OTS strings on DC

Discussion in 'Lights - Store Bought and Home Made' started by milamber79, Oct 11, 2011.

  1. milamber79

    milamber79 New Elf

    Joined:
    Aug 24, 2011
    Messages:
    11
    Likes Received:
    0
    I am new to computer control and would like to use lights that I have already purchased. I have accumulated a number of sets over the years and surprisingly they are all in working order still. All but 1 of my sets are 24v, so I assume that because they are all rated the same I could use 1 powersupply to run them all. They are a mixture of incandescent and LED.

    So I have a couple of questions about that. I would like to run these on DC and use Mosfets to switch them. I am looking at using an Arduino as a controller (If that matters).

    Will these work with just a 24v DC power supply or will I need a higher/lower voltage? If there is a voltage change needed how do I work that out or is there a rule of thumb for this?

    I understand that I will need a supply capable of enough current to drive the strings so I am looking at a 400W supply. But the exact one will depend on the above question.

    Secondly, when the strings have multiple channels (usually different colours), I would like to be able to control each colour group. Are the strings connected as common Positive or common Negative? Or is there no standard and I will need to test each one?

    Unfortunately I don't have a large DC powersupply to test these on, otherwise I would just do some empirical testing. :)

    Thanks everyone.
     
  2. David_AVD

    David_AVD Good news, everyone!

    Joined:
    Jun 12, 2010
    Messages:
    3,340
    Likes Received:
    22
    Location:
    Victoria Point (Brisbane)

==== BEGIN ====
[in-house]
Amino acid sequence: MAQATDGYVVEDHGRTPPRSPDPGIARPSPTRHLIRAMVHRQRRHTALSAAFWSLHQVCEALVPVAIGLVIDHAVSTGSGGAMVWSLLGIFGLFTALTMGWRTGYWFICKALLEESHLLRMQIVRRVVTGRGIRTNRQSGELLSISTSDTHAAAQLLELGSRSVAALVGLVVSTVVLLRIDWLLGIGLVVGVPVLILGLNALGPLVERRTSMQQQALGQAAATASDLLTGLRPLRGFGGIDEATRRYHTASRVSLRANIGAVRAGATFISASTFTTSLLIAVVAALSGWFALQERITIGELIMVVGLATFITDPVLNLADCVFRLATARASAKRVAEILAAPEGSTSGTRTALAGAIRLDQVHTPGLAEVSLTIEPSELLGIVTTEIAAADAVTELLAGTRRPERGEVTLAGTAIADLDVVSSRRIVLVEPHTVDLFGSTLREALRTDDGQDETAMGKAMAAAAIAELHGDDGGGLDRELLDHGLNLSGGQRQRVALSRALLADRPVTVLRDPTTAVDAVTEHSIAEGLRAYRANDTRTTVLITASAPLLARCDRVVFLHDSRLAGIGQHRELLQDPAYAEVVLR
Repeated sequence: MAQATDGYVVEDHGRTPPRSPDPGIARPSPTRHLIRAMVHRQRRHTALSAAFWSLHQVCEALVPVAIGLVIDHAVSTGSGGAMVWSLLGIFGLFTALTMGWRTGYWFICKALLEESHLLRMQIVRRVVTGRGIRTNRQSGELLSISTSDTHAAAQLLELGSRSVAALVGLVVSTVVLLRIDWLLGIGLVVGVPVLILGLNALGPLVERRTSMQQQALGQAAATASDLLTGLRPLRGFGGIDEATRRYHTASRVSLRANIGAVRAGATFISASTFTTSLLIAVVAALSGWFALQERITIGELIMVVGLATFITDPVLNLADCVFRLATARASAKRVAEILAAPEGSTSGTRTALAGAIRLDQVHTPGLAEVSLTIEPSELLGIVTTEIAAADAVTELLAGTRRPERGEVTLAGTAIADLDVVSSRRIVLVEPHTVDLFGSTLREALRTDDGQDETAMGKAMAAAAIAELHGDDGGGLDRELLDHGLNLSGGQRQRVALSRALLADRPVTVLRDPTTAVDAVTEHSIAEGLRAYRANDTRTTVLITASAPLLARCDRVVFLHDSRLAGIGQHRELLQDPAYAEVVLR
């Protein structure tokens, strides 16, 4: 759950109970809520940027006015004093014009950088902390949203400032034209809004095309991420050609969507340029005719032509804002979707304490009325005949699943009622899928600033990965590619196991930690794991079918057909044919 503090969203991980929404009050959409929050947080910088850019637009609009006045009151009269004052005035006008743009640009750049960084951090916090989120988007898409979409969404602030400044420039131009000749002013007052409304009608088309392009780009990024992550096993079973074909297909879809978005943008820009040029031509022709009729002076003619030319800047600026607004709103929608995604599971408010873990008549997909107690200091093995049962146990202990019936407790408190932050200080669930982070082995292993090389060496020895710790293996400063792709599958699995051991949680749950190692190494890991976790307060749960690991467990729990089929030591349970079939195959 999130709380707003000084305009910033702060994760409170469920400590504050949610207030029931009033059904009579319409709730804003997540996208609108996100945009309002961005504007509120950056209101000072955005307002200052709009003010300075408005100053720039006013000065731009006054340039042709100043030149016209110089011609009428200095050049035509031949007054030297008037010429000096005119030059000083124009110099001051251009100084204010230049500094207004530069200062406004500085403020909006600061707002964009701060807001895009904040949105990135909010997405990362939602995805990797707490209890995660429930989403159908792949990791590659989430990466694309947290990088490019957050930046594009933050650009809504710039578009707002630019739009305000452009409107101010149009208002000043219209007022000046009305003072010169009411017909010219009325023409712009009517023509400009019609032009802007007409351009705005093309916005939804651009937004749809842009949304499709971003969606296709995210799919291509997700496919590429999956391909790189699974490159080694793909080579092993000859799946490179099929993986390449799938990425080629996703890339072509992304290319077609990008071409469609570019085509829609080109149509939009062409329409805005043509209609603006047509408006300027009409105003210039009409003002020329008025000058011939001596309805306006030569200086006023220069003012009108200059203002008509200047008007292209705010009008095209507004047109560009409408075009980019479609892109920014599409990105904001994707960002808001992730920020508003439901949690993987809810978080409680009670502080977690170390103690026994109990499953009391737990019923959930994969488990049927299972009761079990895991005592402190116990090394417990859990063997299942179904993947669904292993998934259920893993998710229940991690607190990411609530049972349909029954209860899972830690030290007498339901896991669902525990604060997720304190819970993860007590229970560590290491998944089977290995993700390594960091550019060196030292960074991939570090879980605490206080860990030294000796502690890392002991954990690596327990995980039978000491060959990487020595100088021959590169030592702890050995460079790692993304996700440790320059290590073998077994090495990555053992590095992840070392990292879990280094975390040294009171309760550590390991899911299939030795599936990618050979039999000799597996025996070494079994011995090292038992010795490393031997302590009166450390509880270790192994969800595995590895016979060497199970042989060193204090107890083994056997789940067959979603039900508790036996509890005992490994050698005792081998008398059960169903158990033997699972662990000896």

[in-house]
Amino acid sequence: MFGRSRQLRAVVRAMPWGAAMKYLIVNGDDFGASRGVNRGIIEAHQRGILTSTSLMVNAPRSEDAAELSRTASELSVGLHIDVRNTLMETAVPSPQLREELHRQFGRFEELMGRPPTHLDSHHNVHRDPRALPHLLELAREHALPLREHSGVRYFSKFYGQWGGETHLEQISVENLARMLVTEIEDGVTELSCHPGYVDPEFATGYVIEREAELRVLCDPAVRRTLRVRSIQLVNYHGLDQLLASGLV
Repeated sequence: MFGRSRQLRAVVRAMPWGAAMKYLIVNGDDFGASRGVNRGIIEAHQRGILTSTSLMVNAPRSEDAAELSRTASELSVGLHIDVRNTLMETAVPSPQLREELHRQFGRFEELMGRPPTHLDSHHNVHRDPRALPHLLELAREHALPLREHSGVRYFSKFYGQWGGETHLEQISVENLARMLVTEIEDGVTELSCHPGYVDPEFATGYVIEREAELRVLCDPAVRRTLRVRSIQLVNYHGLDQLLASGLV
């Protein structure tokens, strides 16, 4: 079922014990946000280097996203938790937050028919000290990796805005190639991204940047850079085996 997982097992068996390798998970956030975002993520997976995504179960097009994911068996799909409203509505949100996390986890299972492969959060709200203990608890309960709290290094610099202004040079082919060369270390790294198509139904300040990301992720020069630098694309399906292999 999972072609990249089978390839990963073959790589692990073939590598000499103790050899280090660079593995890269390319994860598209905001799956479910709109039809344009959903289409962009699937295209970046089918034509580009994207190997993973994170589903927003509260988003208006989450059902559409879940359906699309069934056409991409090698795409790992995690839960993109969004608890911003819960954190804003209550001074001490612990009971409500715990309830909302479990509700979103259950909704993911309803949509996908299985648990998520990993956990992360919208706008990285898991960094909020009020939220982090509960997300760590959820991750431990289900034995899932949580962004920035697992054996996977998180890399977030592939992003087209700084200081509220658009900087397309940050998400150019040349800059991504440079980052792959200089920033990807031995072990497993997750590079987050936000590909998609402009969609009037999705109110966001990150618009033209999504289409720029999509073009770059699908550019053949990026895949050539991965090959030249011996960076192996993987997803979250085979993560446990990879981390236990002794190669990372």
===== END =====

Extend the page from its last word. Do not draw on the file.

Were the LED strings rated for 24V AC or DC ? I makes no difference for incandescent strings, but the LED strings may require the higher peak voltage that the AC would have given.

    You might need to do some testing with a variable DC voltage source one string at a time to determine the wiring and the required DC voltage.
     
  3. Beacy

    Beacy It's so much better on the dark side

    Joined:
    Jun 10, 2010
    Messages:
    466
    Likes Received:
    0
    Location:
    Beaconsfield
    Where are the LEDS from Big W, Kmart Bunnings ?? - ausming your in OZ
     
  4. AAH

    AAH I love blinky lights :) Community Project Designer

    Joined:
    Dec 27, 2010
    Messages:
    2,507
    Likes Received:
    1
    Location:
    Eaglehawk
    Find Me On:
    Mosfet selection will affect things slightly but as long as it turns on hard at the 5V (?) logic level and has a nice low on resistance you should have few problems.
    The incandescent you can run off 24V DC with no problems. They will typically be 20-30W per string.
    The LED strings will depend on how they are wired. I've seen them with both common +ve and common -ve so you are going to have to check and hope that they are common +ve for N channel mosfets. You are also going to have to check that they have resistors in the strings and not just in the controllers.
    As a cheap short term testing device you could series up 3 9V batteries to test the leds. The batteries will run the leds for a while before they run flat but the extra current for the incand's will flatten the batteries almost immediately.
     

Share This Page